Train's "Hey, Soul Sister" jumps to #2 on Hot Digital Songs, its highest ranking to date. This is a sweet comeback story for Train, which had three top 20 hits early in the last decade and then had some hard years. Two of their singles "bubbled under" the Hot 100, which means they showed some signs of life, but never made it. A solo single by front man Pat Monahan experienced the same fate. Bottom line: The group was absent from the Hot 100 for nearly six years. As I've said before, this is a tough business for artists.
A month ago, Nicki Minaj was a virtual unknown. Now, she is on the brink of becoming an international superstar. Maybe I'm overstating things, but Minaj is featured on three songs on this week's Hot Digital Songs chart. She has featured billing on Ludacris' "My Chick Bad," which debuts at #27, Lil Wayne's "Knockout," which inches up to #44 and Mariah Carey's "Up Out My Face," which falls to #153.
Kris Allen's cover of the Beatles' "Let It Be," which he performed on American Idol, enters Hot Digital Songs at #29. Proceeds go to Haiti earthquake relief. Allen's performance is poignant and characteristically understated. But I suspect there are other factors at work, too. A You Tube clip of him performing the song on Idol inspired one poster to write: "hes sooooooooooooooooooooo hotttttttt." This is the second Haiti-inspired cover of this classic to chart, following one by Jennifer Hudson featuring the Roots. Allen's "Live Like We're Dying" jumps to #19 on Digital Songs. It will top the 1 million mark in paid downloads next week.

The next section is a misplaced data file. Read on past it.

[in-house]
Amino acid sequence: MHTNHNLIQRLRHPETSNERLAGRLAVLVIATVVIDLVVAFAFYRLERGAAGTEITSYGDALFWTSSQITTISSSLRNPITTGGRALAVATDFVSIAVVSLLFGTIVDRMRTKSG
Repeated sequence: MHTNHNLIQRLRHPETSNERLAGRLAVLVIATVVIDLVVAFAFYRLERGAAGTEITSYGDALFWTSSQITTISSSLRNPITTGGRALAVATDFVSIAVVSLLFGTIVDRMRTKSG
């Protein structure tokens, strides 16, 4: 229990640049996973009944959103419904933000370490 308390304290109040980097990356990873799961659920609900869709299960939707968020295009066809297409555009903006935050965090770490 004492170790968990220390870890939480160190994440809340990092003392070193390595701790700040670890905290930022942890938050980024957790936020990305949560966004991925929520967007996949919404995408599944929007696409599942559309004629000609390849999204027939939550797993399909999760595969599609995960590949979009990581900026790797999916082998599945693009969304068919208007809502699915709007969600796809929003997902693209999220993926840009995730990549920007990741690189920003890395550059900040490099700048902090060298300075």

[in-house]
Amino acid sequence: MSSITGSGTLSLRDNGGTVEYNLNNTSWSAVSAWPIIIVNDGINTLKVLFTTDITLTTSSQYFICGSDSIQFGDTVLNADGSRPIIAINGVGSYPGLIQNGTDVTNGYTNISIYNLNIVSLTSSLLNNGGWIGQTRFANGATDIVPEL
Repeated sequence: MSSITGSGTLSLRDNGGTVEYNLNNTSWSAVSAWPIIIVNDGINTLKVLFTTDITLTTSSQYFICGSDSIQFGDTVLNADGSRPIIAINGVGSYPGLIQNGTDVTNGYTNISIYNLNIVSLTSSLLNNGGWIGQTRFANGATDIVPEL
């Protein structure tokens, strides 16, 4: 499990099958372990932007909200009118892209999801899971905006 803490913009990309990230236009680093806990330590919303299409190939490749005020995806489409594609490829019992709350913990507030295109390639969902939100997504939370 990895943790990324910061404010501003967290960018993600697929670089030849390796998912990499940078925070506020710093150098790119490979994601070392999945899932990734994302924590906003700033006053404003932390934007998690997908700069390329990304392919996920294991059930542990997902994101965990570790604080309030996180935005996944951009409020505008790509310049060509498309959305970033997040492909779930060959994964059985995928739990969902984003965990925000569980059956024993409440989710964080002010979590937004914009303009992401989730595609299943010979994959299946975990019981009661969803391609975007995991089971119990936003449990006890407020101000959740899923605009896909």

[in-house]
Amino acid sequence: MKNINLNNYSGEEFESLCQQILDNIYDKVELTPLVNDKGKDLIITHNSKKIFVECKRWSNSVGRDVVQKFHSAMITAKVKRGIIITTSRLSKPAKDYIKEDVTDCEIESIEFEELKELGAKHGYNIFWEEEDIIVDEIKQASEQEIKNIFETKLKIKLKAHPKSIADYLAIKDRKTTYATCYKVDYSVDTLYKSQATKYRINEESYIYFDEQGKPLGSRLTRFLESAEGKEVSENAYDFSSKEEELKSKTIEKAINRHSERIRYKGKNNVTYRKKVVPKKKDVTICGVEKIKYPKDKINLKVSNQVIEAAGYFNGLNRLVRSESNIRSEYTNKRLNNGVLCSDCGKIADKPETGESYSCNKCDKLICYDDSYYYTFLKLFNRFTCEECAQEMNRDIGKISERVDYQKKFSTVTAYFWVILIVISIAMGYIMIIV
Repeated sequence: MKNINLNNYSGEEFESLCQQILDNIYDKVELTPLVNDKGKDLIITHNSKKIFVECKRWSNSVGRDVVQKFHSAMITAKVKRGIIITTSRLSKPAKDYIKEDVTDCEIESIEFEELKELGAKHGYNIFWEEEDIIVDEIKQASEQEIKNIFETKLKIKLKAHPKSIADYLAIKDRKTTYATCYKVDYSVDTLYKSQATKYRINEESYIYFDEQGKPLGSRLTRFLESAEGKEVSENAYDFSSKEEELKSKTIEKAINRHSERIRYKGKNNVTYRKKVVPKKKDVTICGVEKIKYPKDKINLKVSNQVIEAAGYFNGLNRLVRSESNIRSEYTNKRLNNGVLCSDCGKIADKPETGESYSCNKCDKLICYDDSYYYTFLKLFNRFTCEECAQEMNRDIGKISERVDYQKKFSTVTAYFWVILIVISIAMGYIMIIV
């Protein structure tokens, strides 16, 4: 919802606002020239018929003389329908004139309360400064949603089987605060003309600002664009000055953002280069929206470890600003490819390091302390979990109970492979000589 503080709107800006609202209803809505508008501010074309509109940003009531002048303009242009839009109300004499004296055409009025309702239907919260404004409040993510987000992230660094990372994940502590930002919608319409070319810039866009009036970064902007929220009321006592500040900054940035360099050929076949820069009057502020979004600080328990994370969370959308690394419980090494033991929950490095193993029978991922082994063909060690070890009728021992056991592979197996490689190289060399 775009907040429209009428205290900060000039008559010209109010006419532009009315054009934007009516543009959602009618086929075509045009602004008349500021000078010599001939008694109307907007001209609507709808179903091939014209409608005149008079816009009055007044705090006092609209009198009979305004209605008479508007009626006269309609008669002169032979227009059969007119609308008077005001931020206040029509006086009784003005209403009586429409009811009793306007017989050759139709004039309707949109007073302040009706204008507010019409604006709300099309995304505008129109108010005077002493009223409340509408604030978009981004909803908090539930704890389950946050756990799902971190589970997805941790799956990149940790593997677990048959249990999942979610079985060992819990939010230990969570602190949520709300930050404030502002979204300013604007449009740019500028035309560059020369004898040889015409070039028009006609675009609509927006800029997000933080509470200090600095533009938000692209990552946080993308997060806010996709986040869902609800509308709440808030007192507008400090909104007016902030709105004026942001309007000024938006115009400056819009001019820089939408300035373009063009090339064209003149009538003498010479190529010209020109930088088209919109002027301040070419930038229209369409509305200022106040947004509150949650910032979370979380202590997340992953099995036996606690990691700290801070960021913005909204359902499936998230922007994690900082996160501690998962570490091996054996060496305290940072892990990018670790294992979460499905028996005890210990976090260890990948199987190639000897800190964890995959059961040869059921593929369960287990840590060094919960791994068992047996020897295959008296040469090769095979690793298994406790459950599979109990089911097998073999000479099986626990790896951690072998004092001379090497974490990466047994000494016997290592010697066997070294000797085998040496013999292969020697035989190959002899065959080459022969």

Alvin And The Chipmunks: The Squeakquel dips from #19 to #22 on The Billboard 200. It's the #1 movie soundtrack for the seventh week...Shutter Island was #1 at the box-office for the second weekend. The soundtrack, helmed by Robbie Robertson, sold about a thousand copies this week, still not enough to put it on the chart.